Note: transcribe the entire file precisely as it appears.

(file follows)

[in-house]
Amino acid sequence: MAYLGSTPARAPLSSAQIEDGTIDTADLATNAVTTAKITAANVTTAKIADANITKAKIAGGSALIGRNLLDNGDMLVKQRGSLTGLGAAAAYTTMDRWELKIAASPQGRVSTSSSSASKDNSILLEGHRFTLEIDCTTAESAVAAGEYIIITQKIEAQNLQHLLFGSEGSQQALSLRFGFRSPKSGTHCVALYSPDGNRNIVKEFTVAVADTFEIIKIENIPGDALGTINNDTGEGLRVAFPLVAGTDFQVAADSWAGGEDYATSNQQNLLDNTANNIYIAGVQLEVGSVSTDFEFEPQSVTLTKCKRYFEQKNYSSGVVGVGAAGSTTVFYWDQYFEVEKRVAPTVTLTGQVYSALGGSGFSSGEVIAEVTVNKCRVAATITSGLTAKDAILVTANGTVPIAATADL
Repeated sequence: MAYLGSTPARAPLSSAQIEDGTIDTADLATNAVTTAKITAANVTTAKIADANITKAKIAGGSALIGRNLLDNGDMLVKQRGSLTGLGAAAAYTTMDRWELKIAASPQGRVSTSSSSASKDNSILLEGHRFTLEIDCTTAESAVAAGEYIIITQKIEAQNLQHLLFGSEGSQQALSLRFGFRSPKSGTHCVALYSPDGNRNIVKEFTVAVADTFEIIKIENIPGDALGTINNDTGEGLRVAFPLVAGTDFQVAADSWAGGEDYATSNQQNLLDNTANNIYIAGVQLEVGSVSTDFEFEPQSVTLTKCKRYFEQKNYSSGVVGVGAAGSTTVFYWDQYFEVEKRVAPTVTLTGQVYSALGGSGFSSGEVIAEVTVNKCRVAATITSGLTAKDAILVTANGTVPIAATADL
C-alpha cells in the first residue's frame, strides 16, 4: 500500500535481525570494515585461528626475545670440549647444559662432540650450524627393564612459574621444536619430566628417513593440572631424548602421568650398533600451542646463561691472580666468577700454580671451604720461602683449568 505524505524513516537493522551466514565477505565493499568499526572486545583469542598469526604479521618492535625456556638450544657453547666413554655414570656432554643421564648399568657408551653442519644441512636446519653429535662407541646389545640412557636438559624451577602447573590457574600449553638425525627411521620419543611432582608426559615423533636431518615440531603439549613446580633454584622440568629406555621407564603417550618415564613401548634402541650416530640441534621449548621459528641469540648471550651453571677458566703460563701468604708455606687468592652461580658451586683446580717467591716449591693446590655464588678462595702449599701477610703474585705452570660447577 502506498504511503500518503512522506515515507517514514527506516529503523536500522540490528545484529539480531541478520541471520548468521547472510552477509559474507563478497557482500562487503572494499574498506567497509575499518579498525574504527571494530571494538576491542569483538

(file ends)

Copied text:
[in-house]
Amino acid sequence: MAYLGSTPARAPLSSAQIEDGTIDTADLATNAVTTAKITAANVTTAKIADANITKAKIAGGSALIGRNLLDNGDMLVKQRGSLTGLGAAAAYTTMDRWELKIAASPQGRVSTSSSSASKDNSILLEGHRFTLEIDCTTAESAVAAGEYIIITQKIEAQNLQHLLFGSEGSQQALSLRFGFRSPKSGTHCVALYSPDGNRNIVKEFTVAVADTFEIIKIENIPGDALGTINNDTGEGLRVAFPLVAGTDFQVAADSWAGGEDYATSNQQNLLDNTANNIYIAGVQLEVGSVSTDFEFEPQSVTLTKCKRYFEQKNYSSGVVGVGAAGSTTVFYWDQYFEVEKRVAPTVTLTGQVYSALGGSGFSSGEVIAEVTVNKCRVAATITSGLTAKDAILVTANGTVPIAATADL
Repeated sequence: MAYLGSTPARAPLSSAQIEDGTIDTADLATNAVTTAKITAANVTTAKIADANITKAKIAGGSALIGRNLLDNGDMLVKQRGSLTGLGAAAAYTTMDRWELKIAASPQGRVSTSSSSASKDNSILLEGHRFTLEIDCTTAESAVAAGEYIIITQKIEAQNLQHLLFGSEGSQQALSLRFGFRSPKSGTHCVALYSPDGNRNIVKEFTVAVADTFEIIKIENIPGDALGTINNDTGEGLRVAFPLVAGTDFQVAADSWAGGEDYATSNQQNLLDNTANNIYIAGVQLEVGSVSTDFEFEPQSVTLTKCKRYFEQKNYSSGVVGVGAAGSTTVFYWDQYFEVEKRVAPTVTLTGQVYSALGGSGFSSGEVIAEVTVNKCRVAATITSGLTAKDAILVTANGTVPIAATADL
C-alpha cells in the first residue's frame, strides 16, 4: 500500500535481525570494515585461528626475545670440549647444559662432540650450524627393564612459574621444536619430566628417513593440572631424548602421568650398533600451542646463561691472580666468577700454580671451604720461602683449568 505524505524513516537493522551466514565477505565493499568499526572486545583469542598469526604479521618492535625456556638450544657453547666413554655414570656432554643421564648399568657408551653442519644441512636446519653429535662407541646389545640412557636438559624451577602447573590457574600449553638425525627411521620419543611432582608426559615423533636431518615440531603439549613446580633454584622440568629406555621407564603417550618415564613401548634402541650416530640441534621449548621459528641469540648471550651453571677458566703460563701468604708455606687468592652461580658451586683446580717467591716449591693446590655464588678462595702449599701477610703474585705452570660447577 502506498504511503500518503512522506515515507517514514527506516529503523536500522540490528545484529539480531541478520541471520548468521547472510552477509559474507563478497557482500562487503572494499574498506567497509575499518579498525574504527571494530571494538576491542569483538